I had the pleasure of being hosted by the phenomenal Max Wadiya hotel for this stay, but, as always, all opinions are my own.
Sitting by the ocean, drinking a king coconut, has proved to be the best medicine I’ve tried so far. I’ve been sick for a week before arriving in Ambalangoda, but I start to feel better almost immediately. There is no such thing as stress at Max Wadiya, and somehow my body knows it. I can feel the tension melting out of my body as I sit on the wide tiled porch of this coconut jungle by the sea.
I’m pretty sure I have this island paradise all to myself as I have seen no one else since my arrival, except Ranjan the manager and the team of barefoot staff boys who scurry around, mopping and delivering refreshing drinks like a silent team of gentleman ninjas.
The in-house chef is currently preparing my lunch, which will be served in a terracotta roofed gazebo near the edge of the sand and I’m worried I might be too distracted by the view of the enormous waves to eat. One of the barefoot boys has spent the last ten minutes carefully arranging tableware and polishing glasses because everything at Max Wadiya must always be perfect.
I can’t quite decide what I should do after lunch: walk along the beach or lounge by the pool? This will prove to be the most difficult decision I have to make at Max Wadiya, whose motto is “No Watch, No Wallet, No Shoes, No Menus.” No watch, because there are no set times for anything. Want to sleep late? You’re not going to miss breakfast. Prefer to get up with the sun and walk on the beach before breakfast? They’ll be ready when you are. No wallet, because your stay is all-inclusive. No shoes, because who wears shoes in an island paradise? I kicked off my flip flops when I arrived and didn’t put them back on until I left (and even that was somewhat grudgingly!) No menus because you don’t order; the chef will surprise and delight you with a creative presentation of whatever is fresh from the market and the sea that day. Everything is catered to your taste and ensuring you have an absolutely flawless experience.
Last night’s lack of sleep is catching up with me fast. I have a feeling tonight will bring the best night’s sleep I’ve had in quite a while. There is nothing like drifting off to the sound of the ocean right outside your door. (Spoiler alert: I was right; I slept like absolute royalty in the Tangerine Suite’s heavenly four-poster bed, with its crisp, high end linens. There was definitely no pea under the luxurious mattress.)
Max Wadiya is the kind of place where you use words like “laze” and “puttering.” I find myself putting down my notebook every so often just to get up and stretch a bit, stare out at the ocean, listen to the fountain in the koi pond in the courtyard, notice the breeze and the tropical greenery as far as the eye can see. You get the feeling nothing has ever been done in a rush here. The hotel grounds nudge right up against the water’s edge, so the air is always hazy with ocean mist, giving the whole place a soft, dream-like quality.
If Walt Disney were to open a Sri Lankan resort, I think it would look a lot like Max Wadiya, with its pineapple parrot garnishes and frangipani blossoms drifting gently into the saltwater pool.
I had heard that the food at Max Wadiya was magnificent, and I expected it to be good, but I had no idea I was in for such a feast. I had warned Ranjan when I arrived that I generally have the appetite of a small child and I was recovering from an illness so there was no need to go overboard at mealtimes. He paid absolutely no heed and utterly spoiled me with the freshest, most incredible meals I’ve had since arriving in Sri Lanka.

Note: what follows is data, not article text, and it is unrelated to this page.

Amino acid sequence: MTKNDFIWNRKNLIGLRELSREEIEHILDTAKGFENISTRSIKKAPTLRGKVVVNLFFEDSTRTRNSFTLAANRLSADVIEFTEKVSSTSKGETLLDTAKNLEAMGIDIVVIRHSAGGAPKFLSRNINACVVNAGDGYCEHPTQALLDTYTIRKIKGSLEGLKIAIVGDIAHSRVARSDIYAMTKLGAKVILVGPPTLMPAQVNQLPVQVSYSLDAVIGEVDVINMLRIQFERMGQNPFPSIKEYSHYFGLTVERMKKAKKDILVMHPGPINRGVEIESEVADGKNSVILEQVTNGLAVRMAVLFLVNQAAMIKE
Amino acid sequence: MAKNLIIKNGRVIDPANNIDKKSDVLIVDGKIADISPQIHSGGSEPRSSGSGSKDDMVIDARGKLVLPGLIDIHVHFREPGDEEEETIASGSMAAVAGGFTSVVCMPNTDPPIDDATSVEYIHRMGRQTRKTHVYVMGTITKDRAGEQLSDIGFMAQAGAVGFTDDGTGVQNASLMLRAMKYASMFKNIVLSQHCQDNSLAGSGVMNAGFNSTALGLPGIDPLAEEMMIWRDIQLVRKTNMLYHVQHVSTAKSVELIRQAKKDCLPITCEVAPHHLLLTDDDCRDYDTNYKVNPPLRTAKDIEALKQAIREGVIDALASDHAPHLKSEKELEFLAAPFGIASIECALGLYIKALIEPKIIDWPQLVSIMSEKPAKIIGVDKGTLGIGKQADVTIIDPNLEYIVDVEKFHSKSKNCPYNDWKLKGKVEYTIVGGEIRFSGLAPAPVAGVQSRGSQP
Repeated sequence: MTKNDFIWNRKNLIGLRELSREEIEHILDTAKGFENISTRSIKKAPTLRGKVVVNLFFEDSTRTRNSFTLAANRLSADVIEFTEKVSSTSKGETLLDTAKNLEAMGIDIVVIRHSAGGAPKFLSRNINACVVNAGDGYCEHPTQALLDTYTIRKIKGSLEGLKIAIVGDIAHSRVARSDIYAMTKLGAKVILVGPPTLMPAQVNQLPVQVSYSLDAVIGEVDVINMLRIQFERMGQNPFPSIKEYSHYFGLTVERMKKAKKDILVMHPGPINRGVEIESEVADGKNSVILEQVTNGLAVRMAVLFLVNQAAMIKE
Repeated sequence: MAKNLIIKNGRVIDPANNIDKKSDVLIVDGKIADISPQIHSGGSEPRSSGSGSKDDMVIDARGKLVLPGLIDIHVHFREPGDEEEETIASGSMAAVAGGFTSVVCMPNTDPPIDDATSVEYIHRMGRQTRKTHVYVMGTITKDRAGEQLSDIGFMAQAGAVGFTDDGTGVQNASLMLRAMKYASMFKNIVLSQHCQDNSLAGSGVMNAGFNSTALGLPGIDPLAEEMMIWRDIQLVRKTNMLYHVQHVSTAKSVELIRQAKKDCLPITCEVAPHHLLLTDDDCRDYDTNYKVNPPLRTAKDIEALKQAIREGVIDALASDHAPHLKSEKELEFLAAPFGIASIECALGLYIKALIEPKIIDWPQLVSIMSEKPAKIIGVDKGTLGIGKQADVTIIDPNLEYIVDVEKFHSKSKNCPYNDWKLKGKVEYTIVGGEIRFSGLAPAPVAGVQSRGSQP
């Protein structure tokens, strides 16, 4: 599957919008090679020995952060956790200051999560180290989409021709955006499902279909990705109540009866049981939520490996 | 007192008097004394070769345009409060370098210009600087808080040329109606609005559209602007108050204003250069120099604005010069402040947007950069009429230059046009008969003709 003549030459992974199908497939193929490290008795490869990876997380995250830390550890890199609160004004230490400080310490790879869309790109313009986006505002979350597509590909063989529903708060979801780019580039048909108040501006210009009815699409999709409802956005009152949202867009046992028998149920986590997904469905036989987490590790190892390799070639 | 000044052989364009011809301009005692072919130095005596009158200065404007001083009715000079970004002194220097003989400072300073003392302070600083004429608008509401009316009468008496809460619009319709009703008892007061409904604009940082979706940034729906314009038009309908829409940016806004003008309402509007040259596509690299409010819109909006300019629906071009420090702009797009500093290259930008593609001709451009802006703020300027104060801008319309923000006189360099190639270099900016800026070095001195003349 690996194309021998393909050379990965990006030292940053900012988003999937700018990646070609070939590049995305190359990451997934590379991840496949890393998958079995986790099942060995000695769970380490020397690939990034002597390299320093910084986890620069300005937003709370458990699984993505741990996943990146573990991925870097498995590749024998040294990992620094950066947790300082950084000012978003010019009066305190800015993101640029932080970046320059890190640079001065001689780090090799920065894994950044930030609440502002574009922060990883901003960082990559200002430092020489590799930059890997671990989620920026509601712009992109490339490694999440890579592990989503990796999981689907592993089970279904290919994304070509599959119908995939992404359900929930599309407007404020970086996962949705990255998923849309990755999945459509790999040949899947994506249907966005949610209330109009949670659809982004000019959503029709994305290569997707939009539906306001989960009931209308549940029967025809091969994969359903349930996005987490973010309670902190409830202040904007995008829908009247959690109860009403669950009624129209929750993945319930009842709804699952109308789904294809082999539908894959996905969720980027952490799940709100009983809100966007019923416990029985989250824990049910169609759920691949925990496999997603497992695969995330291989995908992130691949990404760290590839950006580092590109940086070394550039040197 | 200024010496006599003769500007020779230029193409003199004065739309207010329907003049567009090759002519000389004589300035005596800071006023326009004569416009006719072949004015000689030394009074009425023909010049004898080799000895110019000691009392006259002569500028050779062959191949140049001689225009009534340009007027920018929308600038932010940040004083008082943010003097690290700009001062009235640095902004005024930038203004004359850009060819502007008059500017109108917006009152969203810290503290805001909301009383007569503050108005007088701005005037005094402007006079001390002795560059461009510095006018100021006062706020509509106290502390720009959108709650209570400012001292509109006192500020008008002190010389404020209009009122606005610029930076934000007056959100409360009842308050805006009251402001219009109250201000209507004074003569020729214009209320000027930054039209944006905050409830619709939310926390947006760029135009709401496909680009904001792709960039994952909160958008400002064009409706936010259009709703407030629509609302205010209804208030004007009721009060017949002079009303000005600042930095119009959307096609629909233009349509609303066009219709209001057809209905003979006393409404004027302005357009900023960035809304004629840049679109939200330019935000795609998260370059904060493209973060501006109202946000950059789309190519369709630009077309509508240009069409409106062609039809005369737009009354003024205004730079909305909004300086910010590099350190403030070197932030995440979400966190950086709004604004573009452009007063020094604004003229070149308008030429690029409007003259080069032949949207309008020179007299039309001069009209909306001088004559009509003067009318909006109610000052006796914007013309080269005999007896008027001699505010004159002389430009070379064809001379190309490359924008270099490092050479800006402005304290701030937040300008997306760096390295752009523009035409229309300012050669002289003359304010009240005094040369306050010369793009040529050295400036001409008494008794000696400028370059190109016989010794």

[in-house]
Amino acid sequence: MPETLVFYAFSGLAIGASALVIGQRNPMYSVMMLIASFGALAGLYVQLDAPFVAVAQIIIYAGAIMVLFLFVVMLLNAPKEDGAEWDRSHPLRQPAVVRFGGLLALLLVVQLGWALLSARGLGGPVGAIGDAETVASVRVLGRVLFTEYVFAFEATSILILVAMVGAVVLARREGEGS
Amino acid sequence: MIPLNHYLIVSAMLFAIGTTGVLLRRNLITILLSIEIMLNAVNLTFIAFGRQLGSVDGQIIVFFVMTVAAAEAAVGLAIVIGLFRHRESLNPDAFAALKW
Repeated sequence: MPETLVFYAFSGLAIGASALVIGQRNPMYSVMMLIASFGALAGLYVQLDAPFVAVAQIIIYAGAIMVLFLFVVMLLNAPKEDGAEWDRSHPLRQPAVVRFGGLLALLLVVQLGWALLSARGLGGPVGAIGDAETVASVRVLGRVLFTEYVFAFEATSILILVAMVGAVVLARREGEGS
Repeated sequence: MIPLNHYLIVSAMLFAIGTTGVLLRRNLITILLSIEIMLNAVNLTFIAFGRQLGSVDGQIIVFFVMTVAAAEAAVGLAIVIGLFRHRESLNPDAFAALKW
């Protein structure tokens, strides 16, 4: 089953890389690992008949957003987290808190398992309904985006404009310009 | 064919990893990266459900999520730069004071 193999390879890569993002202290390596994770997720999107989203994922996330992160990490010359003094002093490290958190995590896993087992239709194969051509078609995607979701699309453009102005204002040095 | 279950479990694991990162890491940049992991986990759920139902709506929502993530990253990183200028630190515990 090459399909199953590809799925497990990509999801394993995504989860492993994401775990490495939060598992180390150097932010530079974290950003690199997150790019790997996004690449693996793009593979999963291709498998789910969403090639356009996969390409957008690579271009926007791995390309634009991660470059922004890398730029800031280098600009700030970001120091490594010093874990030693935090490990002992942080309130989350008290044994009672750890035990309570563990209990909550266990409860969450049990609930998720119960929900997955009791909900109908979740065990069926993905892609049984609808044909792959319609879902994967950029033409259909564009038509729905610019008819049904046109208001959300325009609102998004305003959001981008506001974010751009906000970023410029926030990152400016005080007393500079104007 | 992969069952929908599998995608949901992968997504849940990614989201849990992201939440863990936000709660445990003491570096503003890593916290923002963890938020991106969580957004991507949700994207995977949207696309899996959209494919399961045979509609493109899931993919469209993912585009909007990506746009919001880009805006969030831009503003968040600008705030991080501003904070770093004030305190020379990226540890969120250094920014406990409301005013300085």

Lunch on the first day was all I needed to regain my lost appetite from being sick: a chopped salad of lettuce, cucumbers, tomatoes, and red onion in a weightless vinaigrette, new potatoes and haricots verts roasted in fragrant garlic, and lightly glazed fish, grilled to flaky perfection.
Everything is as perfect, graceful, and gracious as if Martha Stewart has taken up residence on a South Asian island. Every meal that follows is equally splendid, carefully arranged and garnished and presented; served al fresco next to the sand, where the booming waves drown out all of the noise from the nearby road and make you feel completely alone in a tropical paradise.
After lunch, Ranjan gives me a tour of the property, which consists of the original villa, full of antiques and incredible sunset views out over the ocean; and a separate wing with two spacious and gorgeously decorated suites. There’s a saltwater pool tucked into a secluded coconut grove, and a pavilion where yoga, massage, and Ayurveda treatments can be arranged, if you’re so inclined (and you probably will be, if you can pry yourself out of the bathwater-warm pool).
Our last stop is Ranjan’s pride and joy: the cement tank from which he has released over 7000 baby sea turtles from eggs that he has hatched. He beams as he explains that locals from all over Ambalangoda bring him turtle eggs from endangered nests, and he personally tends to the eggs and releases the newly hatched turtles into the sea in the predawn darkness. The opulent luxury of Max Wadiya would be reason enough to visit, but knowing that your vacation dollars are going to support the endangered turtle population of this beautiful island is a wonderful feeling.
Do you have “Imagine I’m royalty living in a tropical paradise and being waited on hand and foot by the most gracious and accommodating staff imaginable” on your bucket list? (Hint: if you don’t, you should really add it!) Max Wadiya is the perfect place to check it off. If you decide to pay this magical oasis a visit, tell them Leslie sent you, and be sure to send me a picture!
Max Wadiya is located at 147 Galle Road (Parrot Junction) Urawatte, Ambalangoda, Sri Lanka. Find more information or book your stay at www.maxwadiya.com.